Diplomacy

Strength in Numbers

GCC Relations

The united stance of the GCC of today seems to be a far cry from the state of the organization just last year, when the Saudi-Emirati-Bahraini bloc withdrew their diplomatic […]

The united stance of the GCC of today seems to be a far cry from the state of the organization just last year, when the Saudi-Emirati-Bahraini bloc withdrew their diplomatic envoys in Qatar over tensions rooted in the latter’s support for former Egyptian President Mohammed Morsi and the Muslim Brotherhood. This withdrawal, which happened in March 2014, was among the worst diplomatic rows ever faced by the GCC.

The row was famously resolved during a surprise summit in Saudi Arabia last November, featuring the Emirs of Kuwait and Qatar, the King of Bahrain, the Vice-President of the UAE, among others. This came ahead of the scheduled annual summit in Doha in December, which was already being billed as the last chance for the GCC to mend its internal problems. Kuwait’s Emir Sheikh Sabah al-Ahmed al-Sabah and the late King Abdullah bin Abdulaziz Al-Saud of Saudi Arabia are largely credited with taking a personal role in leading in mediating the issue.

Back then, a resolution was eventually reached and diplomatic envoys returned due to what a GCC statement described as the “sensitive circumstances of the region,“ and the need for a strong base to safeguard the GCC. The issue of security, which helped to end one of the GCC’s historically worst episodes, is also seemingly responsible for its current strong and united state.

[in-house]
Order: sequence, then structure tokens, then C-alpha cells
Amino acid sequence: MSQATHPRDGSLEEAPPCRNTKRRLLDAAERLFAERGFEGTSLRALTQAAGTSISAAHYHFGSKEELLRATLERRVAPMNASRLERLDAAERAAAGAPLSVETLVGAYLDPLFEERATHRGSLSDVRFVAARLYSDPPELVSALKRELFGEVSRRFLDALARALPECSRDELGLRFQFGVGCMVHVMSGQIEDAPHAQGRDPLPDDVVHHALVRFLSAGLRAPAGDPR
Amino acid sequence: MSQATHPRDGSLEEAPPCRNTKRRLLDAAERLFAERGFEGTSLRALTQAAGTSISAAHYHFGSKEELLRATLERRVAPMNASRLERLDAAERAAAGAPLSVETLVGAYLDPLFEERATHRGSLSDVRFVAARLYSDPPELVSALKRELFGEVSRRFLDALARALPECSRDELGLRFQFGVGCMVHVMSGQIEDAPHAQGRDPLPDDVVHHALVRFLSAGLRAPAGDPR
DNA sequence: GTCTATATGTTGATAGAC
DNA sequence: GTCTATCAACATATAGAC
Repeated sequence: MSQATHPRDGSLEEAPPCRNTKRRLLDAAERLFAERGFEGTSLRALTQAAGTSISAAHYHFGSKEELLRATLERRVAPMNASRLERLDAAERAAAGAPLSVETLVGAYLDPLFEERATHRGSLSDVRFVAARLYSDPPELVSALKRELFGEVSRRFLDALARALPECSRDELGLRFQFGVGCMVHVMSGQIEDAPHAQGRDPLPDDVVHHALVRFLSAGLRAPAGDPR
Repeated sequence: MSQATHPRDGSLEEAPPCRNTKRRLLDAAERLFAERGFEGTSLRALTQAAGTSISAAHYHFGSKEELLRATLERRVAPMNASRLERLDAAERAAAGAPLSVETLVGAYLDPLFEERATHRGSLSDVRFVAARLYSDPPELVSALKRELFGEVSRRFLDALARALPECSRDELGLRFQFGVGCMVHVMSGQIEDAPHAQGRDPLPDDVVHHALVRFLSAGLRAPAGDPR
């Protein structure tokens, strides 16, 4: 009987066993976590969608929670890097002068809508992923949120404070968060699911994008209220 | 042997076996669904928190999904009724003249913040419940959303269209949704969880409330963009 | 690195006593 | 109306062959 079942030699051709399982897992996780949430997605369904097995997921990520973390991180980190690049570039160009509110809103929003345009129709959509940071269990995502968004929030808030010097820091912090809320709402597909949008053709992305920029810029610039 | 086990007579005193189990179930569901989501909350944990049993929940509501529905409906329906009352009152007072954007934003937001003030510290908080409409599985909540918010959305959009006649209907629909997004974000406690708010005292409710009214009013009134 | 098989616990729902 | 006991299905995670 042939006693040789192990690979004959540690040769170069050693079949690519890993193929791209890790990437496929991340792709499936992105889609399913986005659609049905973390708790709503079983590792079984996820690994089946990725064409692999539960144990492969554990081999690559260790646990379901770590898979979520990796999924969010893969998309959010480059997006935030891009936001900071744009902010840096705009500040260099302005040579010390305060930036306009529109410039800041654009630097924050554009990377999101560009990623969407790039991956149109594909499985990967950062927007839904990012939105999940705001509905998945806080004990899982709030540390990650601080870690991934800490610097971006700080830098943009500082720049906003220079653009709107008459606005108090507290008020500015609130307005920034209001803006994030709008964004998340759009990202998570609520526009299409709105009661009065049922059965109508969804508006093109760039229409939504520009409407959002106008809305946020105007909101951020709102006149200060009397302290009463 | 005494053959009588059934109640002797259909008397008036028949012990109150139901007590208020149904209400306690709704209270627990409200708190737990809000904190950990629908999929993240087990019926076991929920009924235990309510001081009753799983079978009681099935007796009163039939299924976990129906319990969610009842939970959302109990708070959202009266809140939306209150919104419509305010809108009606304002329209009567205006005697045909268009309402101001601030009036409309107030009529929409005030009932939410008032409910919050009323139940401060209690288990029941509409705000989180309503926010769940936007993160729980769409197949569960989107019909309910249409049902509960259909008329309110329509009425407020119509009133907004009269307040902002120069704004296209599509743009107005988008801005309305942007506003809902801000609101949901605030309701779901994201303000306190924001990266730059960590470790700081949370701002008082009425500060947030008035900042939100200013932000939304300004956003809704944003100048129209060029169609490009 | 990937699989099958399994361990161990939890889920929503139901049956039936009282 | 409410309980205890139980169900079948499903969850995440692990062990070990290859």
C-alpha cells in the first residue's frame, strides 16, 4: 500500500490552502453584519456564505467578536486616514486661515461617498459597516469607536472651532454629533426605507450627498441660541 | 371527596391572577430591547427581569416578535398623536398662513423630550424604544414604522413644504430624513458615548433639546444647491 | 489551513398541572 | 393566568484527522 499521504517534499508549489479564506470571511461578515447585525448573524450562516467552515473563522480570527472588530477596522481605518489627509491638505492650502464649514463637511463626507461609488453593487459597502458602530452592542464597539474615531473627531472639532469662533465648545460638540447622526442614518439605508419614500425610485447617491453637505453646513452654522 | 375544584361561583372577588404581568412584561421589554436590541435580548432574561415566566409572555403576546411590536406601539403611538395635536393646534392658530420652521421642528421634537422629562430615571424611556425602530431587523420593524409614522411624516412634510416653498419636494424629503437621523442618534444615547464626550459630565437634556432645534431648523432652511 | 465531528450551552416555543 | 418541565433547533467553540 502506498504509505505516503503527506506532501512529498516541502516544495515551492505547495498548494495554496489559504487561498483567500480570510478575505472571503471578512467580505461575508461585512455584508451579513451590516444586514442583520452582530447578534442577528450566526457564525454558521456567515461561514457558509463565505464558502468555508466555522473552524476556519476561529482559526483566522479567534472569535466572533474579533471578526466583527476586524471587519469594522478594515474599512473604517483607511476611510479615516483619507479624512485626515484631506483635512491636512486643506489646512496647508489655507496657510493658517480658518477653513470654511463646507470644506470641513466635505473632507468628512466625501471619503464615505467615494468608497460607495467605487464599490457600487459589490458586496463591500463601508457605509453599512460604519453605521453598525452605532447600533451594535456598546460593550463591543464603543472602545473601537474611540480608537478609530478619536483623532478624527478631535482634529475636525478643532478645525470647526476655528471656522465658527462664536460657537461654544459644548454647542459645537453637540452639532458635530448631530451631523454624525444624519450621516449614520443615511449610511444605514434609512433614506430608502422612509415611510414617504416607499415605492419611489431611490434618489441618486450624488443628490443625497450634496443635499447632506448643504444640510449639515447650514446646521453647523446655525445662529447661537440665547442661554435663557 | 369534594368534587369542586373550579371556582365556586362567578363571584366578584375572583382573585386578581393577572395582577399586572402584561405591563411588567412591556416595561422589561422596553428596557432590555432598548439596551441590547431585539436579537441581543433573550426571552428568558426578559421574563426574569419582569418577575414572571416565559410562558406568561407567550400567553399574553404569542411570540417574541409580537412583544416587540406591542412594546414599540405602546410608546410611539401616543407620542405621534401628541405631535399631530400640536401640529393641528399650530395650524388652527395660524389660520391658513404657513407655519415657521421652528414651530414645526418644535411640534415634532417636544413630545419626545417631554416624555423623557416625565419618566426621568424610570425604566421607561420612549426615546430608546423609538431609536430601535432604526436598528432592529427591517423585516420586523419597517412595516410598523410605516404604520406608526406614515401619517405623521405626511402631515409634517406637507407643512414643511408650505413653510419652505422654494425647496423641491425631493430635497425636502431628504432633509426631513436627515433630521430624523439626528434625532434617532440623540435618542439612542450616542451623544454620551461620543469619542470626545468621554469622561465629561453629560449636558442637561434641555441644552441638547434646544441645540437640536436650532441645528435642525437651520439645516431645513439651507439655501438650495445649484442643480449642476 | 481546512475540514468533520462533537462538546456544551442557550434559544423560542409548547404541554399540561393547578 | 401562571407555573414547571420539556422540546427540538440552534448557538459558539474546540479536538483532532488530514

Against the backdrop of comprehensive nuclear deals with Iran and Iran’s allegedly increasing role in Yemen and Syria, the GCC has made efforts to put on a distinctly united front. Particularly toward the US administration, the GCC has never been as united in its stance regarding the situation and strategy in Yemen and Syria.

This was also the context of a May summit in Camp David, US, featuring dignitaries of all six GCC members, including Crown Prince Mohammed bin Nayef, Deputy Crown Prince Mohammed bin Salman, and Foreign Minister Adel Al Jubeir from Saudi Arabia. Meeting with US President Barack Obama, the GCC presented their unified concerns against a nuclear agreement with Iran, while also discussing wider cooperation efforts with the US to ensure security in the Gulf and the wider Middle East. While no one is expecting Saudi Arabia or the GCC to ever fully embrace an Iranian nuclear deal, the summit did produce a diplomatic consensus about possible benefits of such a deal, and reaffirmed US-GCC relations. The Saudi Arabian-led organization made its voice heard, but also recognized the role that it could play in resolving the region’s conflicts. More specifically, the US and GCC member states “reaffirmed their willingness to develop normalized relations with Iran should it cease its destabilizing activities and their belief that such relations would contribute to regional security,“ according to a joint statement from the summit.

With the largest economy, military, and population in the GCC, Saudi Arabia has always been viewed as the de facto leader of the organization. Now, Saudi Arabia is faced with leading the GCC through a number of challenges: Asserting its own power in dealing with regional security threats in Syria, Iraq, and Yemen, while also maintaining its strong ties with the US and ultimately normalizing relations with Iran for the benefit of the region.

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